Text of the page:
UK Parliament Could Become First National Legislature to Declare Climate Emergency
The United Kingdom will become the first country in the world to declare a climate emergency this week if the House of Commons supports a motion to be put forward by Labour leader Jeremy Corbyn.
The motion comes as confidential documents show the UK spending only a fraction of the £100 million it set aside in 2015 for clean air projects, The Observer reports.
Like this story? Subscribe to The Energy Mix and never miss an edition of our free e-digest.
Corbyn “will demand on Wednesday that the country wakes up to the threat and acts with urgency to avoid more than 1.5°C of warming,” the UK paper states. The motion “will call for new targets on the mass rollout of renewable and low-carbon energy and transport, proper funding of environmental protection, reversing species decline ,and developing plans to move towards a zero-waste economy.”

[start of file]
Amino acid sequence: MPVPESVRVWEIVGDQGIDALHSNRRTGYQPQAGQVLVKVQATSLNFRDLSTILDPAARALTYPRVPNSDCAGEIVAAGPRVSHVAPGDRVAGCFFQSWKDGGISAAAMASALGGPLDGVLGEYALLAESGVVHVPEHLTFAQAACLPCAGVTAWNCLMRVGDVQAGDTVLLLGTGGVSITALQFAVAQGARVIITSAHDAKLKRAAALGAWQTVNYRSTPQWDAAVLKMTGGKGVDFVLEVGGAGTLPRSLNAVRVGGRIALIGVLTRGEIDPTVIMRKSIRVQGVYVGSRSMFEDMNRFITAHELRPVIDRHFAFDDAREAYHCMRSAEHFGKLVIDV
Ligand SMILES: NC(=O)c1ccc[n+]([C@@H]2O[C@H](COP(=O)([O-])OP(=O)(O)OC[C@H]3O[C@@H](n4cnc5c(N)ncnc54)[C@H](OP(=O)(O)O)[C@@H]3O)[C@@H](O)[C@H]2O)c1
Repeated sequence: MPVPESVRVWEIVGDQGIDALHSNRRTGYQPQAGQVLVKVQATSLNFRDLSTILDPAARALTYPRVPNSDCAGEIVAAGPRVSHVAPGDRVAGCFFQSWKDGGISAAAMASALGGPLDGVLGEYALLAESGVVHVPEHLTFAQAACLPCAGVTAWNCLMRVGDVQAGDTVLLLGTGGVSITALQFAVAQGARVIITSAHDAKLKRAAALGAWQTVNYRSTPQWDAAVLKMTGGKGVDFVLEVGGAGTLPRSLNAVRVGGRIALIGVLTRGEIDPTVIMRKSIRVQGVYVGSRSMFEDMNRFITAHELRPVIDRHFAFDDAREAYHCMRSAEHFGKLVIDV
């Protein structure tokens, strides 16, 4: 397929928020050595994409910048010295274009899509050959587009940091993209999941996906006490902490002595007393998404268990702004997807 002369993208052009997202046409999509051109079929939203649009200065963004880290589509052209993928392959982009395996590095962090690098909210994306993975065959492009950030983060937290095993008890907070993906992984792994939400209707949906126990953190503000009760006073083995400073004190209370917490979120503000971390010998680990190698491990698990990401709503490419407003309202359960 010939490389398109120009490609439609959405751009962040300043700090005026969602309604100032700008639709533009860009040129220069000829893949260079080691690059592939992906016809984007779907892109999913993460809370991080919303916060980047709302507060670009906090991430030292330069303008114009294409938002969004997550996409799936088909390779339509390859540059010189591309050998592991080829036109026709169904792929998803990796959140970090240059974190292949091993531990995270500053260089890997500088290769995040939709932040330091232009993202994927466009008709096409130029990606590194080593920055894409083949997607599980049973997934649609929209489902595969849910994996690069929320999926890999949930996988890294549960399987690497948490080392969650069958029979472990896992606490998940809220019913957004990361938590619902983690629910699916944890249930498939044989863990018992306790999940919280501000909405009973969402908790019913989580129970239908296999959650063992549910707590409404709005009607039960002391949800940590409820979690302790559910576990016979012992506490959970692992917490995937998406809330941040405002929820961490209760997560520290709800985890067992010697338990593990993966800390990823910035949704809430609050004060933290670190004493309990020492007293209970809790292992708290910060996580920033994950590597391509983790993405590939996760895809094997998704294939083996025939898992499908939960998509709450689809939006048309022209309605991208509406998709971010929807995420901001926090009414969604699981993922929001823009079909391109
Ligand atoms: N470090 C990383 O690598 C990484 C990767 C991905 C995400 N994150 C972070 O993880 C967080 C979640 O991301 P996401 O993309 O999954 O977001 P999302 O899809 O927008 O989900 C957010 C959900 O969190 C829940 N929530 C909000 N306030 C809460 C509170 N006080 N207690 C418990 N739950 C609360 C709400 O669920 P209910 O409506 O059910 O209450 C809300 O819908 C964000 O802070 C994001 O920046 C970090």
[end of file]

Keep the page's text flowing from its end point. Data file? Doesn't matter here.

The legislative move will “place Conservative MPs under pressure to back the plan, or explain why they refuse to do so, now fears over the combined problems of air pollution and climate change have risen to the top of the political agenda,” the paper adds.
On Saturday night, Corbyn called the mounting wave of climate protests “a massive and necessary wake-up call” demanding “rapid and dramatic action, which only concerted government action and a green industrial revolution can deliver.” He said the UK parliament could “trigger a wave of action from governments around the world” by becoming the world’s first national legislature to declare a climate emergency.
“Unless we take rapid action to reduce the amount of carbon dioxide we are releasing into the atmosphere, we face total catastrophe,” said Labour shadow business secretary Rebecca Long-Bailey, adding that “winning slowly on climate change is the same as losing.”
#FridaysforFuture climate strike founder Greta Thunberg called the initiative “a great first step because it sends a clear signal that we are in a crisis and that the ongoing climate and ecological crises must be our first priority.” That matters, she said, because “we cannot solve an emergency without treating it like an emergency.”